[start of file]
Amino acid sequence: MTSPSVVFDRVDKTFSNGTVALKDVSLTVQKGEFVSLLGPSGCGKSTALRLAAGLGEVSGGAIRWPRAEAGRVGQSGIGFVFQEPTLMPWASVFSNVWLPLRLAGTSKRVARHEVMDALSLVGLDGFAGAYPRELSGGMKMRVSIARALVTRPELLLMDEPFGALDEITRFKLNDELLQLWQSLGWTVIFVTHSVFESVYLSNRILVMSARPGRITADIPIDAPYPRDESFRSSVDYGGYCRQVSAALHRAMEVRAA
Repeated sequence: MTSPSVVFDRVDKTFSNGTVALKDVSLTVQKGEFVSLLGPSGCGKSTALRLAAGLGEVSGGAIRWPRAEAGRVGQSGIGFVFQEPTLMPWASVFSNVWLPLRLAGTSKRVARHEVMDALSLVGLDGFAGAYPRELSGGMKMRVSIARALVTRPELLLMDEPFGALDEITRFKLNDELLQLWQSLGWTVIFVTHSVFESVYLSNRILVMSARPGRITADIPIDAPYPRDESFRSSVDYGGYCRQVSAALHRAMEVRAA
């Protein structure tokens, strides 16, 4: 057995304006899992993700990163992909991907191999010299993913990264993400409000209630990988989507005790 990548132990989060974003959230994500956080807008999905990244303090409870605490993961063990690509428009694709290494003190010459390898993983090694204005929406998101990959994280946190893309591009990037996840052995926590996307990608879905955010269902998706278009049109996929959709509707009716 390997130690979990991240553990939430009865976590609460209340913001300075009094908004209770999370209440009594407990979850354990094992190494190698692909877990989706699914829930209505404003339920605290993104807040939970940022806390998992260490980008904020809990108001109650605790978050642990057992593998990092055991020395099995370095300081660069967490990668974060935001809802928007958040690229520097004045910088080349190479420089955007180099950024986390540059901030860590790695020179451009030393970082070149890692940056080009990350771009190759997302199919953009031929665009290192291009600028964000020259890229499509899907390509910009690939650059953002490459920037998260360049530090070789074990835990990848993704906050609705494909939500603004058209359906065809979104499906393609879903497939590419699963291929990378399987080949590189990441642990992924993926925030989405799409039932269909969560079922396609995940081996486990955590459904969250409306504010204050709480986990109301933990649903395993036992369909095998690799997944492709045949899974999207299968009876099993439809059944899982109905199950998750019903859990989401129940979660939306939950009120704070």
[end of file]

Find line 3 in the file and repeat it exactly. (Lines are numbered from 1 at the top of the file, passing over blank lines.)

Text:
């Protein structure tokens, strides 16, 4: 057995304006899992993700990163992909991907191999010299993913990264993400409000209630990988989507005790 990548132990989060974003959230994500956080807008999905990244303090409870605490993961063990690509428009694709290494003190010459390898993983090694204005929406998101990959994280946190893309591009990037996840052995926590996307990608879905955010269902998706278009049109996929959709509707009716 390997130690979990991240553990939430009865976590609460209340913001300075009094908004209770999370209440009594407990979850354990094992190494190698692909877990989706699914829930209505404003339920605290993104807040939970940022806390998992260490980008904020809990108001109650605790978050642990057992593998990092055991020395099995370095300081660069967490990668974060935001809802928007958040690229520097004045910088080349190479420089955007180099950024986390540059901030860590790695020179451009030393970082070149890692940056080009990350771009190759997302199919953009031929665009290192291009600028964000020259890229499509899907390509910009690939650059953002490459920037998260360049530090070789074990835990990848993704906050609705494909939500603004058209359906065809979104499906393609879903497939590419699963291929990378399987080949590189990441642990992924993926925030989405799409039932269909969560079922396609995940081996486990955590459904969250409306504010204050709480986990109301933990649903395993036992369909095998690799997944492709045949899974999207299968009876099993439809059944899982109905199950998750019903859990989401129940979660939306939950009120704070």